I decided that I need a grammar refresher course and thought that maybe some of my writer-reader friends might appreciate that too. So Mondays will now be Mechanics Mondays with just a few little grammatical tips. Disclaimer—this is not meant to be an entire course in writing mechanics, and if it were, it sure wouldn’t be taught by me!
Historically, the most difficult punctuation mark for me was the comma. I, can, use, them, all right, I just use, them, too, much!
Don’t use a comma when:
1) a conjunction separates the words in a series…and and and…see? no comma.
2) the word or phrase is in italics or quotation marks like the word this is in italics or the word “this” was used way too much in this rule …see? no comma!
3) you’re writing your zip code on an envelope after your state: Confusion 91100
Good Luck with your writing, (yes, the comma is okay after a closing in a letter and also to set off the words yes, no, why, well when they are used at the beginning of a sentence. And did you notice the commas between words in a series? Clever, right?
I got to take a short workshop from NYC agent Tony Lupia at an Erma Bombeck conference in Dayton, Ohio. It was like watch,ing Joe Pesce talk about selling manuscripts….just as funny, entertaining and Brooklyn as My Cousin Vinnie! Not only did I laugh, but I took copious notes as Tony delivered his 5 phase recipe for selling our work. Well, at that point, my manuscript was as rough as a gravel road to Hoboken. Now it’s been rewritten five times, critiqued, edited and in the final stages of my final (ha!) rewrite…so it’s more like a concrete driveway, a few rough patches but a reader can navigate without sprains or strains. In other words, I really need another hour or so with Tony. And fortunately I’ll get more than that at The Business of Publishing workshop on Oct. 22nd. Anyone who wants to register still has time…but time is running out! Go to http://siccowriters.org/the-business-of-publishing-seminar. Register today!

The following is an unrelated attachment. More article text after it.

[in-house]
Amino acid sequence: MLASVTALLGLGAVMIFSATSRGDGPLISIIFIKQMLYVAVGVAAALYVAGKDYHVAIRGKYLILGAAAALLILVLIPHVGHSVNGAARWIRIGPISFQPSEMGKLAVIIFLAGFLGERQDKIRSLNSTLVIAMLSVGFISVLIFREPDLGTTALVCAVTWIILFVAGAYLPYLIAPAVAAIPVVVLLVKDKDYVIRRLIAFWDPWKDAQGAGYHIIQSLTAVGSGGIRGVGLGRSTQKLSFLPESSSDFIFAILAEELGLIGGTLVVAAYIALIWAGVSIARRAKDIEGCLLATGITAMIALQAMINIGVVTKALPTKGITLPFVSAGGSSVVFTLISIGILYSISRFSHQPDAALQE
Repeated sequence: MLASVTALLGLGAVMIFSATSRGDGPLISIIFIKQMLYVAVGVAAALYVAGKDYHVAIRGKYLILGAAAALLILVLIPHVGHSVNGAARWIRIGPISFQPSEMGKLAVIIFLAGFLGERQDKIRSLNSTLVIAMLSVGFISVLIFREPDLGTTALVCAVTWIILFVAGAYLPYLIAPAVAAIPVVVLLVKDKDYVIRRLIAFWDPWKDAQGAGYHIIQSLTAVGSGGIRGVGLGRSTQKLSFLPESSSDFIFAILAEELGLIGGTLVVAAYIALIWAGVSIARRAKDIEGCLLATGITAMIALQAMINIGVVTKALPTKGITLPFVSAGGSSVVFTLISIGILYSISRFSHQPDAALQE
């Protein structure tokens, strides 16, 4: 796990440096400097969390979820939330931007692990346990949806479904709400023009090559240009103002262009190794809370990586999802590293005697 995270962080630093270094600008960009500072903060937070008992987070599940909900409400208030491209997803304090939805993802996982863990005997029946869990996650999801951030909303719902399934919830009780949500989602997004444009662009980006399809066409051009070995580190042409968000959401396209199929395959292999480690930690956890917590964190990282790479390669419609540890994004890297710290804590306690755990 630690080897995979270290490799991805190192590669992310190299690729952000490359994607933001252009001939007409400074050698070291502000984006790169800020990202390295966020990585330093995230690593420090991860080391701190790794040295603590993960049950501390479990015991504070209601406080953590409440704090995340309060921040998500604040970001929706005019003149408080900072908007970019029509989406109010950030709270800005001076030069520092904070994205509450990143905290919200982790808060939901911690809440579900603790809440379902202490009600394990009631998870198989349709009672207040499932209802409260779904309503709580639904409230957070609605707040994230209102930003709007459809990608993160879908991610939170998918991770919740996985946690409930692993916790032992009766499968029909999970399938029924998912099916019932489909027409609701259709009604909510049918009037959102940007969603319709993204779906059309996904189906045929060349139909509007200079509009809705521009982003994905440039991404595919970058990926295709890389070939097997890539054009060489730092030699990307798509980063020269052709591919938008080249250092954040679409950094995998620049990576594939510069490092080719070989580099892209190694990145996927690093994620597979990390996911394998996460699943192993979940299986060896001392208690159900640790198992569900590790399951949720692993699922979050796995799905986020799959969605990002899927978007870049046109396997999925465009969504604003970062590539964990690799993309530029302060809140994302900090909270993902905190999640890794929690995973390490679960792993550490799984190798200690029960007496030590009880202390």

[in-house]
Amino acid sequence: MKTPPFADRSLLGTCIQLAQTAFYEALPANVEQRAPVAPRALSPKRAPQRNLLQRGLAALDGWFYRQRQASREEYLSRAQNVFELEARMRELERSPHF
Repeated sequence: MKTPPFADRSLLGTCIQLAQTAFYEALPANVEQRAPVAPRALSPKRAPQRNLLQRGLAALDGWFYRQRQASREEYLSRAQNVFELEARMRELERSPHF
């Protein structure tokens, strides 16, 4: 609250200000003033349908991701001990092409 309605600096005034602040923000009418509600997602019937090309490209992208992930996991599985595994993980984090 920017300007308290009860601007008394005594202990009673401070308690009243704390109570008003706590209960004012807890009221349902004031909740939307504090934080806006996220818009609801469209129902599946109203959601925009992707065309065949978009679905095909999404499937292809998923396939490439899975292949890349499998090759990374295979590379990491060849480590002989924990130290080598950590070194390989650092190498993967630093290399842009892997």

For quite a while I’ve subscribed to The Prosperous Writer e-newsletter by Christina Katz. I’ve never met Christina, but I think I like her. We’re sister spirits, I believe.
This week she wrote about the difference between caring behavior and care-taking behavior and she challenged writers to blog about what they care about…I’m a writer, a school counselor and a life coach. I care about a lot of things.
I care about health…mine, my children’s, yours, our planet’s. And it isn’t just physical health I’m concerned about but mental and emotional health as well.
I care about peace…not just world peace, but spirit-peace and mind-peace.
I care about learning…not reading, writing and ‘rithmetic, but soul-deep insight.
That’s why I write. We grow through story. Writing promotes our own growth and the growth of our readers. I don’t believe there’s a piece of writing anywhere that doesn’t create some impact…even if we react negatively to it, it has touched us and changed us in some way. Even the cozy mysteries that I love to read introduce me to characters whose simple struggles enrich me in a myriad of ways. In some instances, I learn new ways to deal with a similar struggle and in other instances I learn empathy for a struggle I’ve never experienced except through literature.